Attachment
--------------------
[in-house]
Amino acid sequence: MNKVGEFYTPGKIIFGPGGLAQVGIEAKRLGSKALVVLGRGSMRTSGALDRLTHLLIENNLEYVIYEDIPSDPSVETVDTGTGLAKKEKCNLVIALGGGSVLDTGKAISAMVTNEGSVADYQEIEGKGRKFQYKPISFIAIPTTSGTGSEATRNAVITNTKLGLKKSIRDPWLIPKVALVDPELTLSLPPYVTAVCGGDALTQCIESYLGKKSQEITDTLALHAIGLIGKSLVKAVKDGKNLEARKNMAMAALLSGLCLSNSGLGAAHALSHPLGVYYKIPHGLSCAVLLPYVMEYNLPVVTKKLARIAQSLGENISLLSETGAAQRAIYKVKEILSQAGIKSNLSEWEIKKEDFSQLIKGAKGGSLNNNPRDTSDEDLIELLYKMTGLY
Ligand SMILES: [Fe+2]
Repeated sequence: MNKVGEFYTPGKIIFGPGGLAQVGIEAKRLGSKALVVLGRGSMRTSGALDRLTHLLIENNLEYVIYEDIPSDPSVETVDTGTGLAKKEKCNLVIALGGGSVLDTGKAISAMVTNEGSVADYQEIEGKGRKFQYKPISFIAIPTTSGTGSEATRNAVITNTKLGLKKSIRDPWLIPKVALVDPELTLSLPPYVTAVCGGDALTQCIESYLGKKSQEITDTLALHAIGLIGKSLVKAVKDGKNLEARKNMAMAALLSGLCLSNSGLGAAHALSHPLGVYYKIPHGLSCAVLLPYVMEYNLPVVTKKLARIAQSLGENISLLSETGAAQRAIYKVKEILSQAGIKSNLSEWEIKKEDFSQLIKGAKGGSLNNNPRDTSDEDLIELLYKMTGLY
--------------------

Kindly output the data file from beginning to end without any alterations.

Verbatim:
[in-house]
Amino acid sequence: MNKVGEFYTPGKIIFGPGGLAQVGIEAKRLGSKALVVLGRGSMRTSGALDRLTHLLIENNLEYVIYEDIPSDPSVETVDTGTGLAKKEKCNLVIALGGGSVLDTGKAISAMVTNEGSVADYQEIEGKGRKFQYKPISFIAIPTTSGTGSEATRNAVITNTKLGLKKSIRDPWLIPKVALVDPELTLSLPPYVTAVCGGDALTQCIESYLGKKSQEITDTLALHAIGLIGKSLVKAVKDGKNLEARKNMAMAALLSGLCLSNSGLGAAHALSHPLGVYYKIPHGLSCAVLLPYVMEYNLPVVTKKLARIAQSLGENISLLSETGAAQRAIYKVKEILSQAGIKSNLSEWEIKKEDFSQLIKGAKGGSLNNNPRDTSDEDLIELLYKMTGLY
Ligand SMILES: [Fe+2]
Repeated sequence: MNKVGEFYTPGKIIFGPGGLAQVGIEAKRLGSKALVVLGRGSMRTSGALDRLTHLLIENNLEYVIYEDIPSDPSVETVDTGTGLAKKEKCNLVIALGGGSVLDTGKAISAMVTNEGSVADYQEIEGKGRKFQYKPISFIAIPTTSGTGSEATRNAVITNTKLGLKKSIRDPWLIPKVALVDPELTLSLPPYVTAVCGGDALTQCIESYLGKKSQEITDTLALHAIGLIGKSLVKAVKDGKNLEARKNMAMAALLSGLCLSNSGLGAAHALSHPLGVYYKIPHGLSCAVLLPYVMEYNLPVVTKKLARIAQSLGENISLLSETGAAQRAIYKVKEILSQAGIKSNLSEWEIKKEDFSQLIKGAKGGSLNNNPRDTSDEDLIELLYKMTGLY